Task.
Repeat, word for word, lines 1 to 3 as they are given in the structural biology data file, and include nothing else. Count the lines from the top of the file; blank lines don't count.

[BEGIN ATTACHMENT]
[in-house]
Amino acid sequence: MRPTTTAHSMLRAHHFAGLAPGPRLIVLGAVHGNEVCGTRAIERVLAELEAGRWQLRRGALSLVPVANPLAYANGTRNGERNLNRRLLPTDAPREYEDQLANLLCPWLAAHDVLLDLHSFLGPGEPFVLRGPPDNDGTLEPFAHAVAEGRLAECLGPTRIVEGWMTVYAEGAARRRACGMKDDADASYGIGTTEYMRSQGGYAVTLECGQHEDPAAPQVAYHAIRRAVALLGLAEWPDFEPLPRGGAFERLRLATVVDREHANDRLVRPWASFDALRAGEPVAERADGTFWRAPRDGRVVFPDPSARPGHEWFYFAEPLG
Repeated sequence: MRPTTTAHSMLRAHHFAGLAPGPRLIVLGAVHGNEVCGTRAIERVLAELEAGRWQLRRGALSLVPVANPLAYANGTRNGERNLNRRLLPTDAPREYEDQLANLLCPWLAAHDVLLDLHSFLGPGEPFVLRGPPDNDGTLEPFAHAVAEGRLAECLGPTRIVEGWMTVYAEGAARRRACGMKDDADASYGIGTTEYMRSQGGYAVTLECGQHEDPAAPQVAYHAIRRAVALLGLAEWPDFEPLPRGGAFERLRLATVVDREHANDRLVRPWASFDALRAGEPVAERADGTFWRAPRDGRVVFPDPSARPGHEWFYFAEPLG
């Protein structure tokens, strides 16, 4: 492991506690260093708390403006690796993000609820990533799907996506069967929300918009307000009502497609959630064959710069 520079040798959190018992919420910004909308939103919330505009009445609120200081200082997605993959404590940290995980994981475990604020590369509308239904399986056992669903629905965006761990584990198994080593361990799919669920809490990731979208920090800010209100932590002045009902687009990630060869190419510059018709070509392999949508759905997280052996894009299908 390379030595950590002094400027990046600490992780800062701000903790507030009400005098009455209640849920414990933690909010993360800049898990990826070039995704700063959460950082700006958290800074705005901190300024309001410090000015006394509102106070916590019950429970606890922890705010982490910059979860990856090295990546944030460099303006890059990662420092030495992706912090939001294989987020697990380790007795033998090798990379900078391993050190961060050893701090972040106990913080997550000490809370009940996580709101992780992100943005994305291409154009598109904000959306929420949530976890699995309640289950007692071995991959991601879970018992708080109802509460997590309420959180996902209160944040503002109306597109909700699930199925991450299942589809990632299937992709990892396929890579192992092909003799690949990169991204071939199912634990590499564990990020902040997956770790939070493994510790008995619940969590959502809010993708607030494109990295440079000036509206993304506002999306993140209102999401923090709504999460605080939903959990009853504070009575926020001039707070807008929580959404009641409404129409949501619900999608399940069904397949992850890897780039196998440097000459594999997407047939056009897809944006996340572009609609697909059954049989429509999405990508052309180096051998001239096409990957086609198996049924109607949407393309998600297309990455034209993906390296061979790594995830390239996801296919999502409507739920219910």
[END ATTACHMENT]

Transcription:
[in-house]
Amino acid sequence: MRPTTTAHSMLRAHHFAGLAPGPRLIVLGAVHGNEVCGTRAIERVLAELEAGRWQLRRGALSLVPVANPLAYANGTRNGERNLNRRLLPTDAPREYEDQLANLLCPWLAAHDVLLDLHSFLGPGEPFVLRGPPDNDGTLEPFAHAVAEGRLAECLGPTRIVEGWMTVYAEGAARRRACGMKDDADASYGIGTTEYMRSQGGYAVTLECGQHEDPAAPQVAYHAIRRAVALLGLAEWPDFEPLPRGGAFERLRLATVVDREHANDRLVRPWASFDALRAGEPVAERADGTFWRAPRDGRVVFPDPSARPGHEWFYFAEPLG
Repeated sequence: MRPTTTAHSMLRAHHFAGLAPGPRLIVLGAVHGNEVCGTRAIERVLAELEAGRWQLRRGALSLVPVANPLAYANGTRNGERNLNRRLLPTDAPREYEDQLANLLCPWLAAHDVLLDLHSFLGPGEPFVLRGPPDNDGTLEPFAHAVAEGRLAECLGPTRIVEGWMTVYAEGAARRRACGMKDDADASYGIGTTEYMRSQGGYAVTLECGQHEDPAAPQVAYHAIRRAVALLGLAEWPDFEPLPRGGAFERLRLATVVDREHANDRLVRPWASFDALRAGEPVAERADGTFWRAPRDGRVVFPDPSARPGHEWFYFAEPLG